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Back to race for Sat Maharaj

By Theodore Lewis

The head of the Maha Sabha is a very important position, one that could be employed to the good of national unity or to the ugly of national division. Sat Maharaj consistently chooses divisiveness. When he speaks he does not do so with the same constraints as would the archbishops. He is not making a pitch for the rights of worshippers. He makes it clear that he has a horse in the political race and he wants to help it. And each time he gets an opportunity, whether on radio, or in some public space, he goes back to what he knows best, which is race baiting.
Sat gladly received a cheque from the Prime Minister on Indian Arrival Day this year, to defray costs connected to the occasion. He then proceeded to point a finger in the direction of the PNM, whom he said had planted civil servants in the People’s Partnership Government, their purpose to be obstructionist regarding the implementation of official policy. But where is the evidence of this? Has one single civil servant, proven to be a PNM operative, ever been successfully investigated for undermining his or her superiors?
Indian Arrival is one of our very special holidays because of the history of which it reminds us. It is the history of people from a great civilisation being wrenched from their land to toil on an island far away. It is a history of all of us. Africans too had been dragged away from their continent and from their own culture for centuries. Thus, Black Stalin was correct. It was the same trip, the same ship.
But Sat can be expected to resort to the ugly once he has the national stage. On the great national stage that is Indian Arrival, he felt no qualms about scraping old scabs. Still attacking Eric Williams, dead since 1981, Sat says that civil servants who were planted by the PNM have basically been obstructionist, effectively sabotaging the efforts of the Prime Minister and her party. This is dangerous, in that it could lead to undue workplace animosities, and to unfounded suspicions of people perceived by whatever measure to be of PNM ilk.
This sort of xenophobic mischief was rampant when the Partnership came to power. It led to mass purgings. It led to a spate of pre-action protocol letters being sent to members of former state boards, and to the vilification of highly talented and accomplished men such as Kenneth Julien, Malcolm Jones and Brian Copeland. Parallel with this we saw the hiring of people with dubious qualifications to state bodies and, no one bothering to hold their qualifications up to the light.
Sat’s outburst is designed to support the party in power at the expense of the opposition. But this approach is out of tune with the times. For example, Jack Warner defeated the UNC establishment candidate in Chaguanas West.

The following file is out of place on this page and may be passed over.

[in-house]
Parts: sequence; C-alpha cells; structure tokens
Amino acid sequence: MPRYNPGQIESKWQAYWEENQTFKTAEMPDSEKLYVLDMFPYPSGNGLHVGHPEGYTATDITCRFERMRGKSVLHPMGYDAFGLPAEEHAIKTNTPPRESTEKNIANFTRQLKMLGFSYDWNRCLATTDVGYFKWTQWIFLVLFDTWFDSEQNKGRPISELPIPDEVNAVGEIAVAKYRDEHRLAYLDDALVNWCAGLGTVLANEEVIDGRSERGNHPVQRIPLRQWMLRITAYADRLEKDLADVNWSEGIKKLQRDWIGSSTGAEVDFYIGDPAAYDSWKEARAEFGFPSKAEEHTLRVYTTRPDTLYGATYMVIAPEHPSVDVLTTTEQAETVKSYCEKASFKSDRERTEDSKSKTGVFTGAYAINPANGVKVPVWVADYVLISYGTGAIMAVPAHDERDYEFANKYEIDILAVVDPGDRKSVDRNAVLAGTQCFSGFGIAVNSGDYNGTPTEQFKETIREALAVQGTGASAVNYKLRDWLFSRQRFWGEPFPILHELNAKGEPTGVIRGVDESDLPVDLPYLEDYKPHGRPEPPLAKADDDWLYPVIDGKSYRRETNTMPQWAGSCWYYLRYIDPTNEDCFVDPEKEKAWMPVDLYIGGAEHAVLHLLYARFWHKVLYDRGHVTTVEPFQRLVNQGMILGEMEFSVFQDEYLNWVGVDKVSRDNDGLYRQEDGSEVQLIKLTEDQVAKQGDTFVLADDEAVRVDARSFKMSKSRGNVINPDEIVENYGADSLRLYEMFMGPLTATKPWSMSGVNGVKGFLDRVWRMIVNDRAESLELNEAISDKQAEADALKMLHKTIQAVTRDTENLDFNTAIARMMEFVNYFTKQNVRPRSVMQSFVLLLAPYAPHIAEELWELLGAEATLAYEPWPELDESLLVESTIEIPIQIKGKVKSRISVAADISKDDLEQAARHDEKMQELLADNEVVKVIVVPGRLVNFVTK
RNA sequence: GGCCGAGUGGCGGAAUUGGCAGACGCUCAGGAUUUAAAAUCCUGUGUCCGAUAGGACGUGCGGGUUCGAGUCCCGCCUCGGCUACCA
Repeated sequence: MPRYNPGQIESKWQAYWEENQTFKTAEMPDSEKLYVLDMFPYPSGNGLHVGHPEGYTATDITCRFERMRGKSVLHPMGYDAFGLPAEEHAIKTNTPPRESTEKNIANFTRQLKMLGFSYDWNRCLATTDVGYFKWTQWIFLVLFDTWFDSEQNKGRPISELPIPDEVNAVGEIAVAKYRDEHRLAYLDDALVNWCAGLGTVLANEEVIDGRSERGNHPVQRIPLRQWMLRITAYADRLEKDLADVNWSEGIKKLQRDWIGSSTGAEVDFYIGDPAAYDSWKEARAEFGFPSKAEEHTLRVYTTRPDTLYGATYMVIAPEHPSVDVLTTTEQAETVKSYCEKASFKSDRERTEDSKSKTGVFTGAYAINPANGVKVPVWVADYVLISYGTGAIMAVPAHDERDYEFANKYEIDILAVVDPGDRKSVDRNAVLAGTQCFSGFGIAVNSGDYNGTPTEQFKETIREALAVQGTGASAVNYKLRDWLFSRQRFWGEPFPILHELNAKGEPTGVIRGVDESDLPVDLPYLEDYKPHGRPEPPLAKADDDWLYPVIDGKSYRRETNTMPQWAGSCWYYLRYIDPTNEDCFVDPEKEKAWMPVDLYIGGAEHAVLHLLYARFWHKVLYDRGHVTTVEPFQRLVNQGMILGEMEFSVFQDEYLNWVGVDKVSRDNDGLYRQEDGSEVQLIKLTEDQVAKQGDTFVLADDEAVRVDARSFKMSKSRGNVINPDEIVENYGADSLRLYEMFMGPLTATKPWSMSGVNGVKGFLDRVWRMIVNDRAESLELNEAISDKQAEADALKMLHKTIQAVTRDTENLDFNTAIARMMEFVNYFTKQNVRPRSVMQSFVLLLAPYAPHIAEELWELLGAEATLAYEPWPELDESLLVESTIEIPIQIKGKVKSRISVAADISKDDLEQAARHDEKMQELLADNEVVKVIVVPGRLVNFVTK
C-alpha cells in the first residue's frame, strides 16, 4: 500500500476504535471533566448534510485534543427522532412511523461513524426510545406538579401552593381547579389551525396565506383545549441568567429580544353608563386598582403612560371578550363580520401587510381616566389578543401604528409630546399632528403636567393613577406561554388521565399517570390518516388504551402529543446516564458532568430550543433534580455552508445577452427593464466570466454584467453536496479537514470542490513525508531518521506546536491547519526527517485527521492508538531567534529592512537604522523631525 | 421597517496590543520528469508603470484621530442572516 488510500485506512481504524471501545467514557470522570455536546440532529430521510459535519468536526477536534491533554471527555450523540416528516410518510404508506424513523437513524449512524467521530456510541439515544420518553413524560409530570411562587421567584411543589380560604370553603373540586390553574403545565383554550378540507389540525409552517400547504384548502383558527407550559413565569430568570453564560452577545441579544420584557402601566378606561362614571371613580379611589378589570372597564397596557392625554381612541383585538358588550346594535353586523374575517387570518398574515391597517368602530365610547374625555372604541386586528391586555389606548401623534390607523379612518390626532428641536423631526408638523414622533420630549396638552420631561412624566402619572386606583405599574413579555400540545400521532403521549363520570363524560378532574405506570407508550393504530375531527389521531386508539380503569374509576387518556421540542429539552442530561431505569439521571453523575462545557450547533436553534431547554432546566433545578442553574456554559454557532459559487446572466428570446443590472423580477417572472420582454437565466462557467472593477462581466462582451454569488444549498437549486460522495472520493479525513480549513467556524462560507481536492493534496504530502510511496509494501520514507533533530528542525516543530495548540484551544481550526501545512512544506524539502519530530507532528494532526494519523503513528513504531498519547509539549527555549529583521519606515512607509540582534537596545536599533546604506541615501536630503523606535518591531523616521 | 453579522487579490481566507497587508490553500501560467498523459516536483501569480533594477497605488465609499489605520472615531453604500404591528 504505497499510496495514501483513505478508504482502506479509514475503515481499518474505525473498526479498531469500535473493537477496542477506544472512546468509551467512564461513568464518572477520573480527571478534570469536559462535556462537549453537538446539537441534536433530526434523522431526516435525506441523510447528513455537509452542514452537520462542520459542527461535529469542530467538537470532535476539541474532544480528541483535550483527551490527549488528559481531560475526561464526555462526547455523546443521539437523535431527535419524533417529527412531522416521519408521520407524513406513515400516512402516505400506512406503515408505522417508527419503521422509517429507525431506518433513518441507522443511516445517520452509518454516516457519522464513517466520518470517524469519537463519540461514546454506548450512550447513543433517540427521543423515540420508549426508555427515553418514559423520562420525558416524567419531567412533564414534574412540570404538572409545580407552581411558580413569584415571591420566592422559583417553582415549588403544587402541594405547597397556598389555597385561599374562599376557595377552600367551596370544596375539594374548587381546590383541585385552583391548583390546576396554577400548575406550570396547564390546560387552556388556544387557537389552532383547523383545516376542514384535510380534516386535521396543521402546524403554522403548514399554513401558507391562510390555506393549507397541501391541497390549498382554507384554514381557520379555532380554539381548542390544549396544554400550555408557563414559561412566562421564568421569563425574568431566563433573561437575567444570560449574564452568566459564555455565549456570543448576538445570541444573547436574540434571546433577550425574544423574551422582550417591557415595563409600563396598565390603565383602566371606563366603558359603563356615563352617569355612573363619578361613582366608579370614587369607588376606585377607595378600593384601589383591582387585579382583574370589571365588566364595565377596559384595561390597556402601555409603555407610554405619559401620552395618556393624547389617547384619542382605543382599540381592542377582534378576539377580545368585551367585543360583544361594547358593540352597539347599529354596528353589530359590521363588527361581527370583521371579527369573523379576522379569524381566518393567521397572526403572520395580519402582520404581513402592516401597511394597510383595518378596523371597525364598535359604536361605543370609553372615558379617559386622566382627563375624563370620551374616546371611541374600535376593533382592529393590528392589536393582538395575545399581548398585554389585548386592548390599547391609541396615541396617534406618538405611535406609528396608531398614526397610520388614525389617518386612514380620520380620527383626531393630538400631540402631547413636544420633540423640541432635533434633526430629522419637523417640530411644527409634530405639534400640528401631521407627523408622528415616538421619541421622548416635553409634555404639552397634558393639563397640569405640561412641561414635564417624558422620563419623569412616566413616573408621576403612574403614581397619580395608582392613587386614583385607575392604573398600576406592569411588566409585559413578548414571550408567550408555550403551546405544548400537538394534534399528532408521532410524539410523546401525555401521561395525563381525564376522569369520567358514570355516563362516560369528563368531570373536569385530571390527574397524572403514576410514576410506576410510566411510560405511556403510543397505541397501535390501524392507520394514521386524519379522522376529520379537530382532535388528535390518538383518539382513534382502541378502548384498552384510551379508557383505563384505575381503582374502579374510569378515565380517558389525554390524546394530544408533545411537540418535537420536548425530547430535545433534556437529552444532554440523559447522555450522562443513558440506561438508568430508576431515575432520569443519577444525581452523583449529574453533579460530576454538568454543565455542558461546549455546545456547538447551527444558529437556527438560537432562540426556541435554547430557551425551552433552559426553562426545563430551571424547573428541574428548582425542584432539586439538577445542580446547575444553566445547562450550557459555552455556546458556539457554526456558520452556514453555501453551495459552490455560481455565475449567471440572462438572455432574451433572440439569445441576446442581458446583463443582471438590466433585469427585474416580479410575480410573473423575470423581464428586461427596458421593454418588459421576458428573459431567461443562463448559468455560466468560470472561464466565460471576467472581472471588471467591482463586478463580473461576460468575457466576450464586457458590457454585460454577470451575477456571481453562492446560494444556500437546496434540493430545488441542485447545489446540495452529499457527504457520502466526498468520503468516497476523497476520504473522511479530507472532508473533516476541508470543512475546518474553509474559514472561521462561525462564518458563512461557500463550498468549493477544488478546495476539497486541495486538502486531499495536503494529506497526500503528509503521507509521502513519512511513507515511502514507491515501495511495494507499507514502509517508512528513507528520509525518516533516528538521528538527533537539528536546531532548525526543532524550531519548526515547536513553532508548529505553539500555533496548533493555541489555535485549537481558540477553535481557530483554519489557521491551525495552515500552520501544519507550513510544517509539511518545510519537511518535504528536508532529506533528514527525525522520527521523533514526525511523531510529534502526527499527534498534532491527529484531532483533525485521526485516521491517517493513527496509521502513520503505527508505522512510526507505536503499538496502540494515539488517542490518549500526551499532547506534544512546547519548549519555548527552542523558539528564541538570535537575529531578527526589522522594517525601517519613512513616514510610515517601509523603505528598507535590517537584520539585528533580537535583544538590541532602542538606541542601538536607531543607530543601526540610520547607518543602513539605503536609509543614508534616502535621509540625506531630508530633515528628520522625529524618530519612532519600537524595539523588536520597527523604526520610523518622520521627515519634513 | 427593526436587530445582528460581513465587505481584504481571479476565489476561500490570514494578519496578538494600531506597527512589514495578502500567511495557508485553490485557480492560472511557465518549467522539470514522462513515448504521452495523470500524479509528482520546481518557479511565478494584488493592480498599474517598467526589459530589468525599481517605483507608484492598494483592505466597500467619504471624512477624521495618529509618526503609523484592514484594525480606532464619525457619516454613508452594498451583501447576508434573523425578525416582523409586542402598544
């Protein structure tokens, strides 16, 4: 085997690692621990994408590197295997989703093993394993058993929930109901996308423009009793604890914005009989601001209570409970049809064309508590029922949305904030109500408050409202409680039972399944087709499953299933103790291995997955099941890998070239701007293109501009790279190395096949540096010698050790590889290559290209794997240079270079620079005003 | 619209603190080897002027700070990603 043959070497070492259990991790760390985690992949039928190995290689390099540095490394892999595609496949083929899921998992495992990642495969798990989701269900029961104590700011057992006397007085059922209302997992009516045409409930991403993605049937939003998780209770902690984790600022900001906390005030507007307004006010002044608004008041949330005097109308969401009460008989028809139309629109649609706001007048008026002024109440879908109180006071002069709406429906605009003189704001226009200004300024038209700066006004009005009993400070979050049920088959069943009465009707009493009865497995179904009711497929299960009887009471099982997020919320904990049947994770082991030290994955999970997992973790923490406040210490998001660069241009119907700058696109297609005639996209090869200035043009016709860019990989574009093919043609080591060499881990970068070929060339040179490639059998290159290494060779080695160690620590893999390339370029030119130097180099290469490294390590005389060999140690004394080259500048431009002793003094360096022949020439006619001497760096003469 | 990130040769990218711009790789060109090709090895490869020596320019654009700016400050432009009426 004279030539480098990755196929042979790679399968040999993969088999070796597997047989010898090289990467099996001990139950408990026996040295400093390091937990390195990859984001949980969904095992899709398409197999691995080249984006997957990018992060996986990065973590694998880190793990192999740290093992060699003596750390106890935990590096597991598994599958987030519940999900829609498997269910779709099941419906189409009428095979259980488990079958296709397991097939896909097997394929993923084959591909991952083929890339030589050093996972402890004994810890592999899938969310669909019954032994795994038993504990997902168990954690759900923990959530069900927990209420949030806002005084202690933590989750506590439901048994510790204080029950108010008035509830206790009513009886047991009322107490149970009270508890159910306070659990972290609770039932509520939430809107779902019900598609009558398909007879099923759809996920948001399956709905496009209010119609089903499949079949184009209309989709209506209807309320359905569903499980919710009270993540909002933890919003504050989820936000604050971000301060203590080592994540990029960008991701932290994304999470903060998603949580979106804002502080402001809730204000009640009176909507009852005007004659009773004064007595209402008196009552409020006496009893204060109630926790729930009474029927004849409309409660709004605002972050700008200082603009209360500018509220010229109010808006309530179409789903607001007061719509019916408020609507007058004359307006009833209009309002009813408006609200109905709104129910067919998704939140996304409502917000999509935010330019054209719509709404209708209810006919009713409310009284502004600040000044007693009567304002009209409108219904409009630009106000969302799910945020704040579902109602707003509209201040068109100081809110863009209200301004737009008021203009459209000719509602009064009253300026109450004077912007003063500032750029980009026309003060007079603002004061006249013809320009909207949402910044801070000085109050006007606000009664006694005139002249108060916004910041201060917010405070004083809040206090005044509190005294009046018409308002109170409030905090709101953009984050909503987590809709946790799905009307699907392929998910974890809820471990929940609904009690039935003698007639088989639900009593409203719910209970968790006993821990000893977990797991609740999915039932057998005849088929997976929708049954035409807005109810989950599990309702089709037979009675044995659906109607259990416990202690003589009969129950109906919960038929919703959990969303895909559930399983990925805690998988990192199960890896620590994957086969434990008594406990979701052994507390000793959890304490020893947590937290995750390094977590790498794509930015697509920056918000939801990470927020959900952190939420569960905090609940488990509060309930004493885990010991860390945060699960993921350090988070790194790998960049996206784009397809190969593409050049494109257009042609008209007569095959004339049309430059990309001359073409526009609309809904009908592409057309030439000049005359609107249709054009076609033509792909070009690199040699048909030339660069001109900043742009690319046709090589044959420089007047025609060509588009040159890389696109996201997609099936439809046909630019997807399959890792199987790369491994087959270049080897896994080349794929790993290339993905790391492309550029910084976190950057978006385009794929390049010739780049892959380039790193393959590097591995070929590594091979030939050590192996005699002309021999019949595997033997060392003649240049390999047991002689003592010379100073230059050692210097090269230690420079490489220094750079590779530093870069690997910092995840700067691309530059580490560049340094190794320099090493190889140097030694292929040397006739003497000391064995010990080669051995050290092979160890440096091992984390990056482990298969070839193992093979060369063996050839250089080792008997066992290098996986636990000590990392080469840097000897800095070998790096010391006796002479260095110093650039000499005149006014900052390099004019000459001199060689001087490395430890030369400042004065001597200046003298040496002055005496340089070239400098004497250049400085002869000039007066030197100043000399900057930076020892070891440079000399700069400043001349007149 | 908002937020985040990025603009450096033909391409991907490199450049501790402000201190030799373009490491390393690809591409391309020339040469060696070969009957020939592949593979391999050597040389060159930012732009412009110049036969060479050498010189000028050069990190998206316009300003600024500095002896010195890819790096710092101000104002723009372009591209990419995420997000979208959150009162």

George Chambers found out in 1985, as did Patrick Manning more recently, that the PNM cannot take the African vote for granted. The People’s Partnership won because it put forth a party of racial unity. Winston Dookeran was the key here, his COP having penetrated the “Corridor” with his message of “new politics”. He chose Tunapuna rather than Chaguanas, in the so-called UNC “heartland”, as his constituency. The Partnership offered a cosmopolitan slate, inclusive of Verna St Rose Greaves, Jack Warner, Errol McLeod, David Abdulah, Vernella Alleyne-Toppin, Ashworth Jack and Makandal Daaga. Because of this, the party won Tobago East and Tobago West, Toco/Manzanilla, Tunapuna, Arima, St Augustine, La Horquetta, and D’Abadie/O’Meara. These kinds of candidates do not lead you back easily to Sat Maharaj.
The Partnership squandered its mandate and opportunity for new politics. Its ministers have been out of control. We have been going from scandal to scandal. The Prime Minister herself is the only saving grace, but the men in her party have let her down. The PNM could not have scripted this better even if they tried. They have had basically to do nothing in the face of the Partnership’s race to the bottom. Sat Maharaj will find that what worked with the PDP and DLP of old will not work now. His instinct is to run back to the UNC. But to do that will surely signal to Africans what they have to do next time. One would have thought that these lessons were learned with the Tobago local elections whitewash. Someone in the Partnership will have to decide if the motto is still “We Shall Rise”, or are we now “Back To Race”?
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